Tired Of Playing Nice, Russian Protesters Ready To Defy Police

Vladimir Putin's victory in the presidential elections has not deterred opponents, some of whom have also faced arrests by authorities. And now, as plans begin for the next major rally, on May 5, protest organizers say they will ignore government

Protest organizers plan greater use of social networks. (akk_rus)
Protest organizers plan greater use of social networks. (akk_rus)
Grigorii Tymanov

MOSCOW - Vladimir Putin might have won the presidency, but the Russian opposition movement has not lost hope.

The movement "For Honest Elections' has just announced plans for a major march in May, shooting for as many as 1 million protesters, and most notably declaring that it would not limit itself to actions approved by Moscow's city government.

The idea to organize a "march of the millions' on May 5 came from "Left Front" leader Sergei Udaltsov. "We will have to just go out (in the streets), and not leave until a high-ranking official comes to talk with us," Udaltsov declared to Kommersant on Wednesday. "As we learned in the last protest, they just don't understand anything else."

On the next day, Thursday, he was sentenced to 10 days in jail for trying to organize an unsanctioned protest in Pushkin square after the protest on March 10.

Udaltsov's lawyer, Nikolai Polosov, told Kommersant he would appeal the ruling. Meanwhile, Udaltsov plans to go on a hunger strike. Another member of the planning committee for "For Honest Elections," Alexsei Navalni, was fined $34 on Thursday for his part in the protests on March 5, when the opposition refused to cut short a rally after the officially allowed time ran out. Navalni is also planning to appeal, and hold responsible the policemen who he says gave false testimony against him.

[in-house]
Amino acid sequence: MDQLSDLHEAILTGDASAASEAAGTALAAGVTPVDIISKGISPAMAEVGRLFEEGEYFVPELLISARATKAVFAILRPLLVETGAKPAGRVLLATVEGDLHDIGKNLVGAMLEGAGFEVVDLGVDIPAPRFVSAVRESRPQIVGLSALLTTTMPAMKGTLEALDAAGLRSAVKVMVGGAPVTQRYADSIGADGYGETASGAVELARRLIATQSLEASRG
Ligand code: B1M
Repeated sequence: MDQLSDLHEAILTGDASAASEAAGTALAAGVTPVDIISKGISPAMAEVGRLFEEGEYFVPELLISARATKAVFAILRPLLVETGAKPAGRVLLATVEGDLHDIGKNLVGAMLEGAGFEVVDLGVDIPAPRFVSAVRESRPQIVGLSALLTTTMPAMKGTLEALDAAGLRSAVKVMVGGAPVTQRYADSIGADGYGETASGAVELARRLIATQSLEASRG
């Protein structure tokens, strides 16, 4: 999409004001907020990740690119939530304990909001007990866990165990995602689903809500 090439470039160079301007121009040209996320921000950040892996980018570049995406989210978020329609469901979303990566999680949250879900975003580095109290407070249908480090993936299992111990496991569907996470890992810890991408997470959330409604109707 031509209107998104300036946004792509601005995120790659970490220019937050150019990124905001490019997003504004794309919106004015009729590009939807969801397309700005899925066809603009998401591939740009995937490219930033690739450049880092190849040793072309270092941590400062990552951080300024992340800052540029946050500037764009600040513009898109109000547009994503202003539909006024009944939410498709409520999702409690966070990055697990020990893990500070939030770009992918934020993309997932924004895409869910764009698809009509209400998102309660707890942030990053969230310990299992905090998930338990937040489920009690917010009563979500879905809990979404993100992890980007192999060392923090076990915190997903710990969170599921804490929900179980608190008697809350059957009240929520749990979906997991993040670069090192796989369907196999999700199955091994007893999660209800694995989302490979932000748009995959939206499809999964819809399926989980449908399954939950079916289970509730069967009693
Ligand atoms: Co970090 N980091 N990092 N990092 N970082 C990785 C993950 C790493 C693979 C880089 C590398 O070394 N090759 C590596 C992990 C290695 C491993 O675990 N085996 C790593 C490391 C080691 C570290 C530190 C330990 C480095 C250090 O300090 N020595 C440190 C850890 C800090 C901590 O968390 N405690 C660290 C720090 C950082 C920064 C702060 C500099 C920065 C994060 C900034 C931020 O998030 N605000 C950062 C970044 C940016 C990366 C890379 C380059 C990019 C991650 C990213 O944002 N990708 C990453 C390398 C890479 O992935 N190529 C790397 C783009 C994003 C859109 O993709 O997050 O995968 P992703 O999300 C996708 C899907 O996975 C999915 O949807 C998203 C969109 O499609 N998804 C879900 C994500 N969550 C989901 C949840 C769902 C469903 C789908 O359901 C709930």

As a result of Thursday's courtroom rulings and "the regime's general attitude toward the protest movement," the opposition says it is forced to radically reevaluate its tactics regarding mass street protests. "In reality, the steering committee that organized the previous rallies has finished its work and is no longer necessary," Navalni said. "The previous system, where we always agreed with the city government on the time and place for the protests, does not work for us anymore. I do not see any use in continuing to negotiate with the city government."

No more negotiations

A source from the disbanded steering committee said the protest movement's planned course of action was already well known, and that "For Honest Elections' is already planning to "spread the word about the march route, tactics and possible consequences from the regime" via social networks and mass media.

"We don't want any violence, we just want to bring a million people into the streets - not to riot," the sources said. "We will control the crowds ourselves. We will notify the city authorities, but we will not negotiate with them."

Up to this point, the protest movement's tensest negotiations with Moscow authorities took place in the run-up to the March 5 rally. "For Honest Elections' wanted to hold a rally on the Lubyanka or Manezhnaya squares, but Moscow Vice-Mayor Aleksandr Gorbenko was only prepared to offer Bolotnaya square. After four days of arguments, the two sides agreed on a rally in Pushkin Square. The event ended with clashes with the police. The city let it be known later that they would take those clashes into consideration when considering future rallies. Even so, negotiations regarding the rally five days later, on March 10, were successfully concluded in 24 hours.